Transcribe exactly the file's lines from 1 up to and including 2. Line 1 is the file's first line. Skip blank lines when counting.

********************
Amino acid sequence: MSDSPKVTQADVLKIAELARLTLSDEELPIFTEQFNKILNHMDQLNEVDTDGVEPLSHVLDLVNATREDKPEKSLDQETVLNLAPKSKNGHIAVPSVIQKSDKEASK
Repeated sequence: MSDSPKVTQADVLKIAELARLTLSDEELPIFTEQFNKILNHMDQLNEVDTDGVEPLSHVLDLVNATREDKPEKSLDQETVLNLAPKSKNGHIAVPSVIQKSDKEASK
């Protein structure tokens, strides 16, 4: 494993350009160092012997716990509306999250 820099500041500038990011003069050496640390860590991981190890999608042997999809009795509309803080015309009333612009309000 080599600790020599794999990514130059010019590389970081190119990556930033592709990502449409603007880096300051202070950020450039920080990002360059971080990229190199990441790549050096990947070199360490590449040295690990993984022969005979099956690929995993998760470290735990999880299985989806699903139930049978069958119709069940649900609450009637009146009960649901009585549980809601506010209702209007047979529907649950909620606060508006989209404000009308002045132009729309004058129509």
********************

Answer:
Amino acid sequence: MSDSPKVTQADVLKIAELARLTLSDEELPIFTEQFNKILNHMDQLNEVDTDGVEPLSHVLDLVNATREDKPEKSLDQETVLNLAPKSKNGHIAVPSVIQKSDKEASK
Repeated sequence: MSDSPKVTQADVLKIAELARLTLSDEELPIFTEQFNKILNHMDQLNEVDTDGVEPLSHVLDLVNATREDKPEKSLDQETVLNLAPKSKNGHIAVPSVIQKSDKEASK